"[D]eliberate indifference to serious medical needs of prisoners constitutes the 'unnecessary and wanton infliction of pain' proscribed by the Eighth Amendment." Estelle v. Gamble, 429 U.S. 97, 104 (1976) (citation omitted). Deliberate indifference is established when "the official knows of and disregards an excessive risk to inmate health or safety; the official must both be aware of facts from which the inference could be drawn that a substantial risk of serious harm exists, and he must also draw the inference." Farmer v. Brennan, 511 U.S. 825, 837 (1994).

The deliberate indifference standard is met under various circumstances, the most relevant to this case include: (1) "[w]here prison authorities deny reasonable requests for medical treatment . . . and such denial exposes the inmate to undue suffering or the threat of tangible residual injury;" (2) "where knowledge of the need for medical care [is coupled with] . . . intentional refusal to provide that care;" and (3) where "necessary medical treatment is delayed for non-medical reasons." Monmouth Cnty. Corr. Inst. Inmates v. Lanzaro, 834 F.2d 326, 346 (3d Cir. 1987) (internal quotation marks and citations omitted). Moreover, because GEO is not an individual and because § 1983 liability will not arise from the doctrine of respondeat superior, the plaintiff must allege that his constitutional rights were violated as a result of an institutional policy or custom. See Monell v. Dep't of Soc. Servs. of New York, 436 U.S. 658, 691, 694 (1978).

In this case, even assuming that Cephas has made allegations which would establish deliberate indifference on the part of the individual prison officials, he has not made an allegation that GEO maintains a policy or custom that contributed to an alleged § 1983 violation. For example, Cephas alleges that he had an infection which prompted him to file medical requests and grievances, but he received no response from GEO. But he does not allege that GEO maintained a policy or custom of being unresponsive to medical requests, with the exception of his conclusory statement: "During that time there was [sic] other inmates infected getting the same results throughout the prison." Am. Compl. at 1. Also, Cephas alleges that when he saw a prison nurse, she told Cephas that he needed to put in a request for bandages. He does not allege, however, what GEO's policy regarding bandage distribution was or whether it constituted deliberate indifference. Accordingly, Cephas's amended complaint will be dismissed with leave to amend because it is conceivable that Cephas will be able to cure the deficiencies in his amended complaint.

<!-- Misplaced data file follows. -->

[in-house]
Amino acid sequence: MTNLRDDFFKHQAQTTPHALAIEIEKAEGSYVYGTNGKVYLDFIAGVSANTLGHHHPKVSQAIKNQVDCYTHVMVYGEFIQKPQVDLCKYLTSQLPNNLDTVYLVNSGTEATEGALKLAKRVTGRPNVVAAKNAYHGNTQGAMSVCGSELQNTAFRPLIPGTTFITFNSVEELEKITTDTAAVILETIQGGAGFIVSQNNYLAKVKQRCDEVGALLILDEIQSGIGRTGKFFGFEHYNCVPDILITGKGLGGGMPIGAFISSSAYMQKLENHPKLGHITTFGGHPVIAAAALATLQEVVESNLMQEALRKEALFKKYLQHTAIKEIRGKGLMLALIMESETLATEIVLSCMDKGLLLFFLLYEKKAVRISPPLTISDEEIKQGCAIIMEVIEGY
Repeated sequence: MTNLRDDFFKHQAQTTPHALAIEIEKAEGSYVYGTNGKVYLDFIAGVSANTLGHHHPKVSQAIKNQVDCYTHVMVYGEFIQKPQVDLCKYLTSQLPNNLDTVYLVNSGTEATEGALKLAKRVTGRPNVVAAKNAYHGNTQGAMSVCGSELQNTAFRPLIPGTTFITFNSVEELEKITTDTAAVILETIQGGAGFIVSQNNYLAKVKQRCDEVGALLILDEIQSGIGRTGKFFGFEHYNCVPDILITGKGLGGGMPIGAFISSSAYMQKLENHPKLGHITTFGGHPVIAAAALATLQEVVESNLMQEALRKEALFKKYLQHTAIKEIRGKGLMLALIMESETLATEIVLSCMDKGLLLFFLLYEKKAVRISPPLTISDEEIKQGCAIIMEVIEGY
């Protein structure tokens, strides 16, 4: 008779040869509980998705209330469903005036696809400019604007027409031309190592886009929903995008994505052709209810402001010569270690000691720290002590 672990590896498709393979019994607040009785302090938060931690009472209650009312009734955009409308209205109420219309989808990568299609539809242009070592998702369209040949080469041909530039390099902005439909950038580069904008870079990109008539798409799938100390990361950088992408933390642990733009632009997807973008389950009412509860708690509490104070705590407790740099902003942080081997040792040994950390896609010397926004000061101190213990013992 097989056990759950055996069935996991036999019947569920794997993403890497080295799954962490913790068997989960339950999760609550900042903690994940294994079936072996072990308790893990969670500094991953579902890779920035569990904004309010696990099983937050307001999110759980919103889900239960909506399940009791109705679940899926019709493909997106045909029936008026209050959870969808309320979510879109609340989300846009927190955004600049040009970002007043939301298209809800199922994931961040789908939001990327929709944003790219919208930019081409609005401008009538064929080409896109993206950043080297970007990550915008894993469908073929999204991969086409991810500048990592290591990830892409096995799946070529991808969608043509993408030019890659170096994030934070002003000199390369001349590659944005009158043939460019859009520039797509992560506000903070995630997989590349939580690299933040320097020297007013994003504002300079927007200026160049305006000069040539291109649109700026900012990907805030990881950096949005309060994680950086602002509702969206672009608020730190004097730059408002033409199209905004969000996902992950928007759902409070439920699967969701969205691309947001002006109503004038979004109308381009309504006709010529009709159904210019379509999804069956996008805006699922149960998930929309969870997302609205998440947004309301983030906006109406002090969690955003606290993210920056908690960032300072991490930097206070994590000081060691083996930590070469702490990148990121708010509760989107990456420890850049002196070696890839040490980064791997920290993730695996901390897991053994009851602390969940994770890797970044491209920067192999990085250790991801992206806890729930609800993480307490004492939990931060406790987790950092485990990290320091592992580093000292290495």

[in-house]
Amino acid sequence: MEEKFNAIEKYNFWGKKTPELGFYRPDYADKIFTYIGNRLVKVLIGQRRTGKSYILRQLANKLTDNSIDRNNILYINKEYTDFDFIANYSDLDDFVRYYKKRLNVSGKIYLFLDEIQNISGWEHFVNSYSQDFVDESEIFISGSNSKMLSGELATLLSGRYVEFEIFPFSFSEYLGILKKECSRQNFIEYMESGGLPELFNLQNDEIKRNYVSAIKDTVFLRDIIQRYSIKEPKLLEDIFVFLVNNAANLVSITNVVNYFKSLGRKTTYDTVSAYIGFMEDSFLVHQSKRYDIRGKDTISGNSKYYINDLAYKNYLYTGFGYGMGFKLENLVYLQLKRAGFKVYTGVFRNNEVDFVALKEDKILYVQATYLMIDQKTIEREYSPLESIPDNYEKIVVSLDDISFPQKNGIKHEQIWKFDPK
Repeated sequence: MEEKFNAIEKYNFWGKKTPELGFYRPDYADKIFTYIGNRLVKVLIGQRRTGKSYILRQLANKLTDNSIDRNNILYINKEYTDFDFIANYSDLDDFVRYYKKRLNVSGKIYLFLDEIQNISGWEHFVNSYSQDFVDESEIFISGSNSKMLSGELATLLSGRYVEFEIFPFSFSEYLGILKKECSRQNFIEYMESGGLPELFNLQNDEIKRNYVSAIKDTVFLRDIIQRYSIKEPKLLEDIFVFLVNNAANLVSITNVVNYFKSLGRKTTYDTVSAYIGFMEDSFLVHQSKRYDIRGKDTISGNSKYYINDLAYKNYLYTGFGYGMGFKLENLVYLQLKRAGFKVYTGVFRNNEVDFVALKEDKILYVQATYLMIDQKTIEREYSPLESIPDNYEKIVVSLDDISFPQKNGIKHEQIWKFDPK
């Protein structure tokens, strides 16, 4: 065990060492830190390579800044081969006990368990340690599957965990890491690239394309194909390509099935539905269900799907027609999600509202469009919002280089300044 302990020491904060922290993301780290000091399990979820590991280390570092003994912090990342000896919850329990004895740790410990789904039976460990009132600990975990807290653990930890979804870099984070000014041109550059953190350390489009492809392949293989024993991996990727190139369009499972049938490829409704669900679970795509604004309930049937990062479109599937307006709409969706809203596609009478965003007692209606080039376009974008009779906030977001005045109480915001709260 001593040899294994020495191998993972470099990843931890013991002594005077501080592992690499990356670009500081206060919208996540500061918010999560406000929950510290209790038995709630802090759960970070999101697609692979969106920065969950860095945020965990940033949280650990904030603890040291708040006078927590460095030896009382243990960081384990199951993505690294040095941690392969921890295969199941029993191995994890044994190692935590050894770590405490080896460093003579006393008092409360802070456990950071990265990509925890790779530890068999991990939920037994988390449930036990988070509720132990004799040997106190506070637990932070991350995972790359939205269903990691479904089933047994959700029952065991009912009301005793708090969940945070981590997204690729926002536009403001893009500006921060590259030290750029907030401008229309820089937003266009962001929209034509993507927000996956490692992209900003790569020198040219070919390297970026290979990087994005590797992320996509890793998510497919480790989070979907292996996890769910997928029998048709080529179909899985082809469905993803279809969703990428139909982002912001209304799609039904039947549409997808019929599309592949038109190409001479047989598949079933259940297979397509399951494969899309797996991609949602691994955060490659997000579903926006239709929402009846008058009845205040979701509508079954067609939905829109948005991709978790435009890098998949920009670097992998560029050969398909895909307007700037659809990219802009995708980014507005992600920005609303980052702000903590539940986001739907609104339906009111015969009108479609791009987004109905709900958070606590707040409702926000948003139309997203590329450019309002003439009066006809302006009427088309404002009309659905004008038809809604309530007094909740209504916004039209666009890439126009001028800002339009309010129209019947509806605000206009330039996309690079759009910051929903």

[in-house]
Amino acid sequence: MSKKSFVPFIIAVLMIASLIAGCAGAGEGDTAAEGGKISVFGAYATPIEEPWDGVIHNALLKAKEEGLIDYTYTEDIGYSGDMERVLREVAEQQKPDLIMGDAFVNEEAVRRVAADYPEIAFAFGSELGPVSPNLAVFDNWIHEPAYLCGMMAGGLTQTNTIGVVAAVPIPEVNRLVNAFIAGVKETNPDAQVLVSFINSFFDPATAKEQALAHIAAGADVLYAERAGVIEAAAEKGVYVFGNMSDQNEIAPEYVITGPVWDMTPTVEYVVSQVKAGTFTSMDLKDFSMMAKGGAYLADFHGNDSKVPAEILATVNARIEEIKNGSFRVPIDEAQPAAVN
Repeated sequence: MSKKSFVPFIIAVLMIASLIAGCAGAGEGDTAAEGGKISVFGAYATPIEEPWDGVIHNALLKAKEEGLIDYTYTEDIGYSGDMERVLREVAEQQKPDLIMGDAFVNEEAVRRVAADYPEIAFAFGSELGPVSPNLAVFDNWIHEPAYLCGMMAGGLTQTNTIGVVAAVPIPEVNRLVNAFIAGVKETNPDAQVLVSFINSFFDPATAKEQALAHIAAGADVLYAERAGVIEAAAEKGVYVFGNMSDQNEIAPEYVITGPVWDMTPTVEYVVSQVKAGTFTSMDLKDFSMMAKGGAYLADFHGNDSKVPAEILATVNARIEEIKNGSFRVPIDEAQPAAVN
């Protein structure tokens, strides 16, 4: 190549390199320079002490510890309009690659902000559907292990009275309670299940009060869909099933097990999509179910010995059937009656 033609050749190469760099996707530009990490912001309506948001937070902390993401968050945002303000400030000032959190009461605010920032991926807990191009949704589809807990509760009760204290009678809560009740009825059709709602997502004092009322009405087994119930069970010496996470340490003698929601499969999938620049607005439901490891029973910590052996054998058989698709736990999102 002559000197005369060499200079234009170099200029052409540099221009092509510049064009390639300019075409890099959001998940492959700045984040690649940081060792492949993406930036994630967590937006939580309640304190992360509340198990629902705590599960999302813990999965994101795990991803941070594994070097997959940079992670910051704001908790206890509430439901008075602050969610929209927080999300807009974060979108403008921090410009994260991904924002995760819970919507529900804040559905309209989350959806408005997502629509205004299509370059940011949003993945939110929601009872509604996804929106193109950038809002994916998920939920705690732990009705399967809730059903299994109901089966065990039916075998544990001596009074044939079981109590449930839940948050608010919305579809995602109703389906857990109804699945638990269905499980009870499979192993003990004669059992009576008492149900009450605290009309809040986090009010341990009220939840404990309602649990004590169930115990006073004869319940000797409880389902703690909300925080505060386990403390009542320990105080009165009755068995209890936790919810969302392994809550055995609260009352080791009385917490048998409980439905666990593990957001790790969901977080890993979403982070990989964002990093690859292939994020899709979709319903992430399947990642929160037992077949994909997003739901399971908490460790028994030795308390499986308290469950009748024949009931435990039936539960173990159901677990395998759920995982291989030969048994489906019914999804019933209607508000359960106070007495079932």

Retaliation Claim

Cephas alleges that in response to his Eighth Amendment claim, an individual in the prison's business department withdrew money from Cephas's inmate account more frequently than permitted under 28 U.S.C. § 1915(b)(2);*fn1 the withdrawals were to pay the filing fee Cephas incurred from the Eighth Amendment claim. Am. Compl. at 3. The retaliation claim is deficient in details, it reads in its entirety:

The retaliation claim on this complaint is the buisness [sic] department. the [sic] claim is not based on allegations and it is a violation of the first amendment right. Every thing [sic] is in the paper work [sic] from receipts. The ...